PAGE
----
Amazon Exclusive: A Letter from Pete Dunne, Author of Bayshore SummerDear Amazon Reader, There was a time--and it wasn't long ago--that the Dicks and Janes and Sallys of this world went out and soaked their sneakers in streams, gleefully blackened the legs of fresh-washed jeans on rough-barked trees, and dared each other to see how many eggs were in the nest at the end of that topmost limb. Engaging the natural world was as natural as natural could be. Then they grew up. Lived busy lives. The wonder and discovery they knew as kids became a memory, not their reality--which is sad, and a trend that as a thirty-year member of the New Jersey Audubon Society staff I have battled all my adult life. Bayshore Summer, like its predecessor, Prairie Spring, is, on the one hand, an extension of my lifelong effort to bring people and the natural world together. It's also a metaphorical knock on the door from an old friend; an invitation to come out and play in a world that hasn't gone anywhere but out of fashion in many people's minds. I've lived on New Jersey's Delaware Bayshore for over twenty years, and I'm still discovering natural spectacles here in one of the last, great wild places along the Atlantic seaboard. This coastal region has survived people and evolved for four hundred years, and while in many respects the forests and marshes and communities seem immune from time, I'd encourage visitors to visit soon. Time has a way of catching up on special places, just as it transforms children who once went out every summer day seeking discovery and wonder. With luck, readers will rekindle memories of wet sneakers, bark-blackened jeans, and maybe the urge to go out, once again, and engage a world where wonder and discovery lie at the fingertips of an outstretched hand. -Pete Dunne
(Photo © Linda Dunne)
Amazon Exclusive: Photographs to Accompany Bayshore Summer
(Click on images to enlarge)
Photos © Linda Dunne
|In late summer, swallows gather in the marshes of Delaware Bay||Baymen Captain Tom Pew and John Burens catching Atlantic blue crabs||New Jersey's wild and scenic Maurice River||Linda Dunne, surrounded by a fraction of the migrating shorebirds||An adult osprey by his presence posting notice that this territory is his|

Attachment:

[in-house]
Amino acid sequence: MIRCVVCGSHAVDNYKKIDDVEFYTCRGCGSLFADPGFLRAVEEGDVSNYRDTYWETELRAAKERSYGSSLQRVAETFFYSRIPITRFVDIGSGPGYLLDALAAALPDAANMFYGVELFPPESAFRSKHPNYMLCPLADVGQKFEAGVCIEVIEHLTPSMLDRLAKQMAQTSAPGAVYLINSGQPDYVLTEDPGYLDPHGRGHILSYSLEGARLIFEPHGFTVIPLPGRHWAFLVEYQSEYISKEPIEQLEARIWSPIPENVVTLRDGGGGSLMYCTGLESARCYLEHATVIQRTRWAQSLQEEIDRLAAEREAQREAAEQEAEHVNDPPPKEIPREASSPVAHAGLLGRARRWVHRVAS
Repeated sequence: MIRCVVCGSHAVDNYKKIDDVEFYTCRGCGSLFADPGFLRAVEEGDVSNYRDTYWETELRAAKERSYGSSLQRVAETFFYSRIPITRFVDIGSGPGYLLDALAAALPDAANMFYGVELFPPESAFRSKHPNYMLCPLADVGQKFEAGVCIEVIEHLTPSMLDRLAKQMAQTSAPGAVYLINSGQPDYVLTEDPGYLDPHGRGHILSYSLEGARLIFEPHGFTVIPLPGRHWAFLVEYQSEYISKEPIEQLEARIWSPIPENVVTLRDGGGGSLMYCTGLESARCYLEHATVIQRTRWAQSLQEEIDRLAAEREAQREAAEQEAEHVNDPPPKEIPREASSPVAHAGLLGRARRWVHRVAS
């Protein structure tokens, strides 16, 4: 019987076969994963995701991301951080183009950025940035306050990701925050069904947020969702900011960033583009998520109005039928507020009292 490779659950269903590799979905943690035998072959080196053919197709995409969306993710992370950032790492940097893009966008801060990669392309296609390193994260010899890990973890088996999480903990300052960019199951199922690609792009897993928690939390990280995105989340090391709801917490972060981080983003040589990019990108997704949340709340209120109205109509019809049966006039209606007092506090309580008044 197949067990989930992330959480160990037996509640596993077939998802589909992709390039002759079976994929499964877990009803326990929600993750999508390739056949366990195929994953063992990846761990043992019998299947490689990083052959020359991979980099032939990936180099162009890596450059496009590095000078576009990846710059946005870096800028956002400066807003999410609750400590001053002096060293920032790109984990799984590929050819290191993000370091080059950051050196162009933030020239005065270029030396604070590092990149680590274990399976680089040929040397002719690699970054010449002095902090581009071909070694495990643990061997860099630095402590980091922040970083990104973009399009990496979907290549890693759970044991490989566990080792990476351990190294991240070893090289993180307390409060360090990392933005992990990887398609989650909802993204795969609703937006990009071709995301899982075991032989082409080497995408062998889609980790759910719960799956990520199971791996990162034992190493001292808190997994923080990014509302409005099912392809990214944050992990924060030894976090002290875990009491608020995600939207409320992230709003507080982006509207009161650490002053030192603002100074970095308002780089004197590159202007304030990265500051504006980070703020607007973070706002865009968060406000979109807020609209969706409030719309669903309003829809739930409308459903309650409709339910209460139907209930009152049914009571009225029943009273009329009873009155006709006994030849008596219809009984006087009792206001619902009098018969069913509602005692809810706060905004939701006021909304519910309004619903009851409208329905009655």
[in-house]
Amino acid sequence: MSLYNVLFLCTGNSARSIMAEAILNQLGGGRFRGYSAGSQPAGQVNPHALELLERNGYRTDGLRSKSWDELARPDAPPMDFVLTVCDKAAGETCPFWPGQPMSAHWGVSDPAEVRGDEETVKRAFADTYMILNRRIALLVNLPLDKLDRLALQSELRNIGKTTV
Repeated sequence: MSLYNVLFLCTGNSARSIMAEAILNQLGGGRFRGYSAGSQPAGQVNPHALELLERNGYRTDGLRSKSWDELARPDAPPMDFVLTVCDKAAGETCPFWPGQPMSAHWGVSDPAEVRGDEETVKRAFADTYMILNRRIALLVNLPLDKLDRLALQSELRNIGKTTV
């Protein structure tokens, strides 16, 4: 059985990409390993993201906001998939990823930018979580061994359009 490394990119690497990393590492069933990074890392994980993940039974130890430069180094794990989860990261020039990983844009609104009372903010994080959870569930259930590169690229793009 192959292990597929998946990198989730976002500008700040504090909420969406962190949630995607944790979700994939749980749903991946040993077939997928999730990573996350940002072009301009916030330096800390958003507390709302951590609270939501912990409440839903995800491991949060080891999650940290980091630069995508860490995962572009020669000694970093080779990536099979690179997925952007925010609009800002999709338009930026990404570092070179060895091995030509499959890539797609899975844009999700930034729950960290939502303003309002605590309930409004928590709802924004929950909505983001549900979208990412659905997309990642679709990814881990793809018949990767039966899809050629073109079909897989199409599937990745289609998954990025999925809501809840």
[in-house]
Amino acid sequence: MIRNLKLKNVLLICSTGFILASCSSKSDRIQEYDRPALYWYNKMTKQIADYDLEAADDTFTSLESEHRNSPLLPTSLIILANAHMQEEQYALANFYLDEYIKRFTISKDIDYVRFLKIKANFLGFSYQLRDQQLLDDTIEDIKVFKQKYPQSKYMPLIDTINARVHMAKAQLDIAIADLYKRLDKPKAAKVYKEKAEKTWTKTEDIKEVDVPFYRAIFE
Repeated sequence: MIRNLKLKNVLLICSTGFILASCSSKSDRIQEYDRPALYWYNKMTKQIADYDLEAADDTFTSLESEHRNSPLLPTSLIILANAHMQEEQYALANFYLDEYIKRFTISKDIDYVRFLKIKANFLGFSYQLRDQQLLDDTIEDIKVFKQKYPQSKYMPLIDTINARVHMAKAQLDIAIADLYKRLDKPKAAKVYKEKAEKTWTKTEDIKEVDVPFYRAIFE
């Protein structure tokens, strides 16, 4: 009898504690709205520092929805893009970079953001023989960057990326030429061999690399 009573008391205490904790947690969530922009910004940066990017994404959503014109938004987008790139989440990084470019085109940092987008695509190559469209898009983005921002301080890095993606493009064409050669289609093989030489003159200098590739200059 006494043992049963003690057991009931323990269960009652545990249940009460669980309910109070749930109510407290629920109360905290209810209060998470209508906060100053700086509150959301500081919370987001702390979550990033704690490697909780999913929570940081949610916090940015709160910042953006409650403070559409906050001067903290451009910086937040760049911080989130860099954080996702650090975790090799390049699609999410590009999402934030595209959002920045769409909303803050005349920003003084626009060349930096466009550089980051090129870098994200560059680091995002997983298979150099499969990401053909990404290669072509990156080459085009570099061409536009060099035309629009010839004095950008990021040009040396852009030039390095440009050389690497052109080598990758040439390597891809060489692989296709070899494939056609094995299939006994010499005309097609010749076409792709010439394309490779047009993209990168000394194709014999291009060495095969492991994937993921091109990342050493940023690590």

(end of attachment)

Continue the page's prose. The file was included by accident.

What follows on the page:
Once you start reading this book, you won't be able to put it down.
And we natives of southeastern Pennsylvania may have to rethink our stand that the only good that could come of South Jersey would be for it to float out to sea.
Part travelogue, part exquisitely readable natural history handbook, Dunne's gem of a book is a fitting tribute to the denizens of New Jersey's bayshore.
I have grown up and live near the area of the United States known as the Delaware Bayshore. The author, Pete Dunne, well known ornothologist, moved to this area to study, observe,... Read morePublished 4 months ago by A. Calabrese
The book arrived in great shape. I thought the book would be more based on vacation spots in New Jersey that were out of the way off the beaten path and talk about the high lights... Read morePublished 21 months ago by Melissa G.
Having read and enjoyed some of the author's previous books, (especially The Feather Quest: A North American Birder's Year), I found this book well written and interesting. Read morePublished on March 15, 2012 by USAF Veteran
Pete Dunne has written a terrific and entertaining book, set in southern New Jersey, about the importance of conserving natural areas and, especially, introducing young people to... Read morePublished on October 21, 2010 by Marvin G. Goldman
Through an unfortunate series of circumstances our summer vacation to Hilton Head was redirected to New Jersey and ultimately Cape May. Read morePublished on September 30, 2010 by Paul M. Provencher
Before you read this book, think of what things you associate with the state of New Jersey. For me, it was industry, pollution, the mafia, and Simon & Garfunkel's song "America". Read morePublished on September 20, 2010 by Sunday
A delightful little book that contained quite a bit of unexpected shore history, along with lots of stories of the birds in this delightful part of the shore. Read morePublished on September 20, 2010 by Georgie Cavitt
This isn't really my preferred kind of nature writing--there's not all that much here about nature except in the context of people using and consuming it. Read morePublished on August 22, 2010 by jd103
Pete Dunne manages to cram an unbelievable wealth of knowledge and history into his slender book "Bayshore Summer: Finding Eden in a Most Unlikely Place" - from details of wildlife... Read morePublished on August 19, 2010 by E. Rothstein